Thursday morning, and the wonderful Anne-Marie Duff - still most famous for her role as lovely oldest daughter Fiona in the television series Shameless - is talking on the radio about her latest appearance in a West End play. The Woman’s Hour presenter asks her about her experience of trying to make her way in show business as a young actress, back in the 1990s; and she says yes, she does remember male directors in one-to-one auditions saying things like “Your job in this audition is to make me want to sleep with you” - although often much more crudely put. She also remembers being asked to improvise love scenes, and to play out highly inappropriate actions in audition settings; but she remembers, too, that although she found some of this upsetting, she never felt able to complain.
Anne-Marie Duff’s experience can now be added, in other words, to the immense litany of accusation that has been raised against powerful men in show business since the recent revelations about the reported misconduct of film producer Harvey Weinstein towards dozens of young women in the film industry. I’m not aware that specific accusations have yet been made against artists or organisations currently working in Scotland, but those may come.
And lest there be any complacent sense that this is only a show-business problem, we also heard this week from Jayne-Ann Ghadia, the UK government’s Women In Finance champion, about similar experiences affecting women at the Royal Bank of Scotland in the decade before the 2008 financial crash. As the current President of the United States has made abundantly clear through his own unapologetic comments, there are still men in positions of power across the whole range of business and politics who consistently abuse their status to make women - and occasionally young men - comply with their sexual demands; and in a world where such a man can become President, resistance or whistle-blowing can seem both futile and dangerous.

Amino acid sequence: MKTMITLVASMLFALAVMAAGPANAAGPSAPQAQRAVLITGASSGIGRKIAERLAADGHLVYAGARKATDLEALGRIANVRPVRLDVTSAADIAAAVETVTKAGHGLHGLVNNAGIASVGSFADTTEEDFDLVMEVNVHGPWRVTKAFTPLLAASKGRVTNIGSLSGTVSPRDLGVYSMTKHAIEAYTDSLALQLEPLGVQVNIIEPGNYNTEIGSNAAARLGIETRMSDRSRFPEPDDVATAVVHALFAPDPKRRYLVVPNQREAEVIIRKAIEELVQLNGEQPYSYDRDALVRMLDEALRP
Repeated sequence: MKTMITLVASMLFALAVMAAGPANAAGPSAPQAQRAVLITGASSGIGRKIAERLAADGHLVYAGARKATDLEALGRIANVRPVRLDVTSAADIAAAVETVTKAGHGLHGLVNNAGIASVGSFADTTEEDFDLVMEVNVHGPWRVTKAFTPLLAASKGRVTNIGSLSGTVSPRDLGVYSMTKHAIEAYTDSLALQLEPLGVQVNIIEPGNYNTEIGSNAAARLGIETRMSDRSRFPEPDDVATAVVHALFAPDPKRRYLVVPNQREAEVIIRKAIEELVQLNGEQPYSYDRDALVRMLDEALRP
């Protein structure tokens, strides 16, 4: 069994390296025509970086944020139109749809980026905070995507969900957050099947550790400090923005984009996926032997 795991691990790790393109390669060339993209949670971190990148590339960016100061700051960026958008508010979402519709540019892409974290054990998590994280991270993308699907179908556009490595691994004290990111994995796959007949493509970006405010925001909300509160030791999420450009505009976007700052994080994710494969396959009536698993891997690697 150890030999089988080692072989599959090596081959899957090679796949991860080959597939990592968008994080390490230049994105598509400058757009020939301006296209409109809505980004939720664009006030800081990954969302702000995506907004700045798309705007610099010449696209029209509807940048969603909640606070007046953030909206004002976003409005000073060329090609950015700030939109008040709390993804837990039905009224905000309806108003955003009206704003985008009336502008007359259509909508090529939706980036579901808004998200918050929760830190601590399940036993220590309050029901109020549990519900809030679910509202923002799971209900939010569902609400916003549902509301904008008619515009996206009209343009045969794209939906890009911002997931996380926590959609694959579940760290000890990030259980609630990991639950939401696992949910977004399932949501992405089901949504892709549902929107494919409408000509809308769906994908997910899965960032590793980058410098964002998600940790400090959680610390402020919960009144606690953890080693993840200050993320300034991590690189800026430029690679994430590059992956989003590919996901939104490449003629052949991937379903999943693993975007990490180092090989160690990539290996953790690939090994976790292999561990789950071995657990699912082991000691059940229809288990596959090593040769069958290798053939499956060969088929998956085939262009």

So what are we to make of this avalanche of accusation, at this moment in history? In her widely-publicised intervention in the debate, the Oscar-winning British star Emma Thompson traced this widespread abuse back to a model of masculinity - or a culture of machismo - which associates this kind of conduct with the alpha-male ruthlessness said to be necessary for success; and it’s hard to disagree with that analysis. Yet to state the problem is not to solve it, if we simply accept that this is how it is with powerful men; that they are natural predators using power to get what they want, and that nothing can prevent this ancient kind of transaction from taking place.